Toddy is a local mild alcoholic drink of Kerala also known as the local beer. It is extracted directly from the sap of the palm or coconut tree. Toddy and toddy shops are intricately woven into the fabric of Kerala’s culture. If you are a food lover travelling to Kerala seeking for some adventurous Kerala cuisine, toddy shops are just the place to be. Farmers after a hard day’s work flock towards the toddy shop for a boozy kick and the spicy food to go along with it. These toddy shops are known for their fiery dishes, the hotter the food the more toddy you drink. Coconut palms grow wildly and every family in Kerala has at least one tree in their yard. As coconut is used extensively in every dish, the toddy is used in a rice bread preparation for breakfast called the Kallappam (Toddy bread) or Vellyaappam (white bread).
Talking about appams, Appams and chicken stews, is the most sought-after breakfast. This appam is different from the regular laced appam or the rice hoppers. It is a look alike of an American classic pancake made of rice with a little coconut cooked flipping both the sides. Traditionally appam is made using toddy for fermenting the rice batter which gives a unique taste. Since toddy is not easily available to all, the housewives add in yeast to ferment this batter. This was the reason I was talking so much about toddy and toddy shops.
The recipe of appams was very complicated for me and I was looking for an easy simplified version. Since I could not get hold of toddy and the addition of yeast did not work for me, I tried and tested a dozen of appam recipes which I was not satisfied at all. Some recipes included boiled rice, some broken rice, cooked rice and most of the recipes included yeast and baking soda. Some variety of rice that I used, made the appams sticky and gooey. After a lot of trials and errors I came up with a recipe of my own, using rice readily available in the market and no yeast. Finally, I decided to share this recipe here on my small space with great pride. One great thing about this batter is, it will not turn sour quickly like the traditional appam batter, could be made ahead and stored in the refrigerator for up to a week.
The rice used for this recipe is the locally available, Kesar Kali or you can use Bullet rice with the combination of Idly rice. Both these types of rice are found easily in the local Southern Indian grocery shops. Idly rice is not easily available in the western and northern part of India so you could easily use India Gate Mogra rice. The other ingredient added to the rice is beaten rice or Poha, you can use any variety of beaten rice, thin or thick.
Holding on to the traditional version I have also used a cup of good fresh grated coconut. All these are ground together into a batter, allowed to rest at room temperature overnight or for approximately for six to eight hours. If you stay in a cooler place you could keep the batter for a longer time until it has risen well. I have even kept this batter out for almost 14 hours. After it has risen, stir and keep it in an airtight container refrigerated, keeps for more than a week if refrigerated well. Take out the required amount of cold batter, bring it to room temperature and add salt. The last and final trick or magic to the batter that I do, is adding unflavoured fruit salt to make it fluffy. Stir well and you will see the thick batter going light. This is totally optional and you can skip this step. Start making appams by pouring ladleful onto a hot griddle, flip and cook both sides and appams are ready to be served with stews, curries, whatever you like with.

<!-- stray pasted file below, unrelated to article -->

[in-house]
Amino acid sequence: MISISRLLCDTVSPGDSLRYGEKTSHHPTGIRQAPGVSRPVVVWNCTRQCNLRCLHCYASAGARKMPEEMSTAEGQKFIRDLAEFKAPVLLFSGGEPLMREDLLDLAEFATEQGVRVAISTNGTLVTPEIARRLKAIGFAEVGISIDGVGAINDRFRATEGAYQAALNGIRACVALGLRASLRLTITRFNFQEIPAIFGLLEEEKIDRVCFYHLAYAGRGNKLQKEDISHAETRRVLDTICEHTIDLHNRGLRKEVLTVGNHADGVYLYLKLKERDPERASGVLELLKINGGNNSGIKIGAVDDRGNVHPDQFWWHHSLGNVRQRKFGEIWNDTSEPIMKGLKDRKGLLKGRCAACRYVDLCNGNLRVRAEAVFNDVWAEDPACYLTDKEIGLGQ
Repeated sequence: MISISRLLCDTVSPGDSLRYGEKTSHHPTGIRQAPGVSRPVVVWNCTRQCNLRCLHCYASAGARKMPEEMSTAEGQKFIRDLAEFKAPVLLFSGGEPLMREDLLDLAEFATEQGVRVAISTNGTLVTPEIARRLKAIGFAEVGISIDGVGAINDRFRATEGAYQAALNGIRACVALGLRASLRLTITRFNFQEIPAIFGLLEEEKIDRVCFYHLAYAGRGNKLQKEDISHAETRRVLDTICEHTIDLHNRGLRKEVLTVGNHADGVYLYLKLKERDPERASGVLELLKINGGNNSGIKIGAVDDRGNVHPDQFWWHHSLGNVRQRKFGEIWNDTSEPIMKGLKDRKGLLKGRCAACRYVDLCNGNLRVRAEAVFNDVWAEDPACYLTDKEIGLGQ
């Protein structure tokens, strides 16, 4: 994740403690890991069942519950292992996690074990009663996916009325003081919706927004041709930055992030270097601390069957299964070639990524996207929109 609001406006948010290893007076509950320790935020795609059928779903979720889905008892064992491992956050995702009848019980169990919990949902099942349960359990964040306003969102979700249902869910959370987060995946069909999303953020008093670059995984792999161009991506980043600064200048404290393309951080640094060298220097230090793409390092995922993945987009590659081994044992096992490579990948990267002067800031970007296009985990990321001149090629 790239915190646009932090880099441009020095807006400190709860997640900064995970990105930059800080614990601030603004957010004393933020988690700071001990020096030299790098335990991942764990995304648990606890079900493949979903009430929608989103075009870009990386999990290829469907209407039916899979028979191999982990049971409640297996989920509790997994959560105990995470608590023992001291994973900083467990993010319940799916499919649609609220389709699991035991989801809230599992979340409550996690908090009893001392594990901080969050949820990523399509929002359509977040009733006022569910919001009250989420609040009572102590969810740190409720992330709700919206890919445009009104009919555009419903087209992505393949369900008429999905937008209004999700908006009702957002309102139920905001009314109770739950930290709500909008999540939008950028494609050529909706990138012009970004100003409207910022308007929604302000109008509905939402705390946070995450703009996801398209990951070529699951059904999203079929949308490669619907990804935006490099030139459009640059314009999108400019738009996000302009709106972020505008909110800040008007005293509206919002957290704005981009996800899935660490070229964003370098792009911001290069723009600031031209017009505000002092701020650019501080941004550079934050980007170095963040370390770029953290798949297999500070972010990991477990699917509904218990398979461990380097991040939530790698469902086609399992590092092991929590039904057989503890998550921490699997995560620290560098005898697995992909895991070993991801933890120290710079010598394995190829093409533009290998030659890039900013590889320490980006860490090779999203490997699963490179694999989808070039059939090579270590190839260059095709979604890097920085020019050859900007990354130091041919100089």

- Raw Rice – 2 cups
- Idli Rice – 1 cups
- Grated coconut fresh – 1 cup
- Beaten Rice – ¼ cup.(one fourth)
- Sugar – 2 table spoons
- Salt to taste
- Fruit Salt – 1 tsp (optional)
- Soak Raw rice and Idly rice in water for six hours.
- Grind fresh coconut with sugar and keep aside
- Soak the beaten rice 30 minutes prior to grinding the batter.
- Grind the soaked rice into a smooth paste along with the soaked beaten rice by adding little water.
- Mix all the paste together to form a smooth batter. Mix well and keep to ferment at room temperature for 6 to 12 hours.
- Once the batter is risen and fermented. Mix gently and add salt. If adding fruit salt leave for 10 more minutes.
- Pour the batter onto a griddle or tawa. Cover and cook on a low flame.
- Flip over and cook on both the sides.
- Serve hot with stews or curries.
Read on before preparing to make Appams
- Idli rice and raw rice combination can be replaced by using 3 cups of India gate Mogra rice. Broken Mogra rice could also be used for this recipe.
- Use only fresh grated coconut. Frozen fresh coconut can also be used for the batter.
- Use only White beaten rice, brown beaten rice could change the colour of the appam.
- DO not use other leavening agents in place of fruit salt. Fruit salt is totally optional is only added just 10 minutes prior to making the appams.
- Do not experiment by adding yeast and baking soda or fruit salt together. Baking soda gets its power from a chemical reaction producing air bubbles whereas yeast is a living organism producing gas from a biological reaction. The two processes are not similar at all.
- Store bought Yeast is in a dormant freeze-dried state that increases its shelf stability. It wakes up in contact with liquid to rehydrate and fed with sugar to keep it alive. So, if using yeast, add it only before the fermentation process. Once yeast is added DO NOT add fruit salt.
- Leavening agents can totally be skipped for making batter. Result will not vary much if the batter is fermented well.
- The batter can be made ahead and stored in refrigerator. Allow it to sit at room temperature before making appams.
- Water can be added to adjust the consistency of the batter. It should be slightly thick pouring consistency like that of a pan cake.
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